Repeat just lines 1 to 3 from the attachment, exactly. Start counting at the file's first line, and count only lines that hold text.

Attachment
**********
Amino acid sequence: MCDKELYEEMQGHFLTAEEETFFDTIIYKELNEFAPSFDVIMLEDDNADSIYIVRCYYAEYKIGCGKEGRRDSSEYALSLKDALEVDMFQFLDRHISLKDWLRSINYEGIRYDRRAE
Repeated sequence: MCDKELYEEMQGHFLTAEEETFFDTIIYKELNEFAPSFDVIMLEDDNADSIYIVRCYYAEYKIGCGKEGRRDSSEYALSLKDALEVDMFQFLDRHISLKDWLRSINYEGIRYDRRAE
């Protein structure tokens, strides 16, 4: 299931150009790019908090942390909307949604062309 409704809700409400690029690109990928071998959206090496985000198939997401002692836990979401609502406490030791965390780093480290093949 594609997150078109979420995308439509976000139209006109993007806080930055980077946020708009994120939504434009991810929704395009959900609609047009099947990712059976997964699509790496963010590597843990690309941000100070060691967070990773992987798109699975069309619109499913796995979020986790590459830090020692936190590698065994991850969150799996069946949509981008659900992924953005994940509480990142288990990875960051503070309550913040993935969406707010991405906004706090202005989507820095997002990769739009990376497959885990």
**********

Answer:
Amino acid sequence: MCDKELYEEMQGHFLTAEEETFFDTIIYKELNEFAPSFDVIMLEDDNADSIYIVRCYYAEYKIGCGKEGRRDSSEYALSLKDALEVDMFQFLDRHISLKDWLRSINYEGIRYDRRAE
Repeated sequence: MCDKELYEEMQGHFLTAEEETFFDTIIYKELNEFAPSFDVIMLEDDNADSIYIVRCYYAEYKIGCGKEGRRDSSEYALSLKDALEVDMFQFLDRHISLKDWLRSINYEGIRYDRRAE
């Protein structure tokens, strides 16, 4: 299931150009790019908090942390909307949604062309 409704809700409400690029690109990928071998959206090496985000198939997401002692836990979401609502406490030791965390780093480290093949 594609997150078109979420995308439509976000139209006109993007806080930055980077946020708009994120939504434009991810929704395009959900609609047009099947990712059976997964699509790496963010590597843990690309941000100070060691967070990773992987798109699975069309619109499913796995979020986790590459830090020692936190590698065994991850969150799996069946949509981008659900992924953005994940509480990142288990990875960051503070309550913040993935969406707010991405906004706090202005989507820095997002990769739009990376497959885990």